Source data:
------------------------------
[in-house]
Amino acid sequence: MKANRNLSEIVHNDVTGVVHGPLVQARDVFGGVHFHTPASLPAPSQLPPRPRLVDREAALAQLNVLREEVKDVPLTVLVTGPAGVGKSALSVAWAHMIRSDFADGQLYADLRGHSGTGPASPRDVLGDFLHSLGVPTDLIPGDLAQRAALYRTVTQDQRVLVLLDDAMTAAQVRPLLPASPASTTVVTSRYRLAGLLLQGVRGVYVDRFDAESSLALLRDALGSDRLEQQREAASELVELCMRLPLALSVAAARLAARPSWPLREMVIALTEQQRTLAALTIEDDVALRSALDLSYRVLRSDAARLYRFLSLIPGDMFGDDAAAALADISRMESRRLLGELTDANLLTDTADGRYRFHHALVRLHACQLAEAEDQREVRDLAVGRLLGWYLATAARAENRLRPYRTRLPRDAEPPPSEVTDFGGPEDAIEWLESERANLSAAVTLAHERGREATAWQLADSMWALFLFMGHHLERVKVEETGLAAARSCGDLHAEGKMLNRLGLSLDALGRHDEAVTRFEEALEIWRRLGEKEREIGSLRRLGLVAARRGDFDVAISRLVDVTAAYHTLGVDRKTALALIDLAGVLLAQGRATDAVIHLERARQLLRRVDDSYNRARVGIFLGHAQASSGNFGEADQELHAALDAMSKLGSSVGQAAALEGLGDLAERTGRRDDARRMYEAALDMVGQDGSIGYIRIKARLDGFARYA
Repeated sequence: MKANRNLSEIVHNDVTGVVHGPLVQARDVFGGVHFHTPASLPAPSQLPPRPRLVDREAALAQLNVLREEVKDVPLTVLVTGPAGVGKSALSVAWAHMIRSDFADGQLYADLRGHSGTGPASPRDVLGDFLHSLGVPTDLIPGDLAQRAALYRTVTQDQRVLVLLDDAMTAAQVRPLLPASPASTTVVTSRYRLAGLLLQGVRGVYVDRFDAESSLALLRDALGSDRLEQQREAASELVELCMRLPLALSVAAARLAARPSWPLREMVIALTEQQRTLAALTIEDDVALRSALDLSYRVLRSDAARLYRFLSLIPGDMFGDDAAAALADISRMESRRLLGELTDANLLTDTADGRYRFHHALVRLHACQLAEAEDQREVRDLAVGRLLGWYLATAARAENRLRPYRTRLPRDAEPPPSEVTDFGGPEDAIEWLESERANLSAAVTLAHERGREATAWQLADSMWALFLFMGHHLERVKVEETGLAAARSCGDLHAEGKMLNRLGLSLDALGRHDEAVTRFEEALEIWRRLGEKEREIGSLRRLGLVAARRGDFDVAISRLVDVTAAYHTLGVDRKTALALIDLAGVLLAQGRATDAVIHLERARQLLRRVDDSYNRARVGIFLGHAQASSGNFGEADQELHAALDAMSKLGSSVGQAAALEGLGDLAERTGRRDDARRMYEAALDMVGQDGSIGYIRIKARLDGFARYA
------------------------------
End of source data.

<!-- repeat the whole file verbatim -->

[in-house]
Amino acid sequence: MKANRNLSEIVHNDVTGVVHGPLVQARDVFGGVHFHTPASLPAPSQLPPRPRLVDREAALAQLNVLREEVKDVPLTVLVTGPAGVGKSALSVAWAHMIRSDFADGQLYADLRGHSGTGPASPRDVLGDFLHSLGVPTDLIPGDLAQRAALYRTVTQDQRVLVLLDDAMTAAQVRPLLPASPASTTVVTSRYRLAGLLLQGVRGVYVDRFDAESSLALLRDALGSDRLEQQREAASELVELCMRLPLALSVAAARLAARPSWPLREMVIALTEQQRTLAALTIEDDVALRSALDLSYRVLRSDAARLYRFLSLIPGDMFGDDAAAALADISRMESRRLLGELTDANLLTDTADGRYRFHHALVRLHACQLAEAEDQREVRDLAVGRLLGWYLATAARAENRLRPYRTRLPRDAEPPPSEVTDFGGPEDAIEWLESERANLSAAVTLAHERGREATAWQLADSMWALFLFMGHHLERVKVEETGLAAARSCGDLHAEGKMLNRLGLSLDALGRHDEAVTRFEEALEIWRRLGEKEREIGSLRRLGLVAARRGDFDVAISRLVDVTAAYHTLGVDRKTALALIDLAGVLLAQGRATDAVIHLERARQLLRRVDDSYNRARVGIFLGHAQASSGNFGEADQELHAALDAMSKLGSSVGQAAALEGLGDLAERTGRRDDARRMYEAALDMVGQDGSIGYIRIKARLDGFARYA
Repeated sequence: MKANRNLSEIVHNDVTGVVHGPLVQARDVFGGVHFHTPASLPAPSQLPPRPRLVDREAALAQLNVLREEVKDVPLTVLVTGPAGVGKSALSVAWAHMIRSDFADGQLYADLRGHSGTGPASPRDVLGDFLHSLGVPTDLIPGDLAQRAALYRTVTQDQRVLVLLDDAMTAAQVRPLLPASPASTTVVTSRYRLAGLLLQGVRGVYVDRFDAESSLALLRDALGSDRLEQQREAASELVELCMRLPLALSVAAARLAARPSWPLREMVIALTEQQRTLAALTIEDDVALRSALDLSYRVLRSDAARLYRFLSLIPGDMFGDDAAAALADISRMESRRLLGELTDANLLTDTADGRYRFHHALVRLHACQLAEAEDQREVRDLAVGRLLGWYLATAARAENRLRPYRTRLPRDAEPPPSEVTDFGGPEDAIEWLESERANLSAAVTLAHERGREATAWQLADSMWALFLFMGHHLERVKVEETGLAAARSCGDLHAEGKMLNRLGLSLDALGRHDEAVTRFEEALEIWRRLGEKEREIGSLRRLGLVAARRGDFDVAISRLVDVTAAYHTLGVDRKTALALIDLAGVLLAQGRATDAVIHLERARQLLRRVDDSYNRARVGIFLGHAQASSGNFGEADQELHAALDAMSKLGSSVGQAAALEGLGDLAERTGRRDDARRMYEAALDMVGQDGSIGYIRIKARLDGFARYA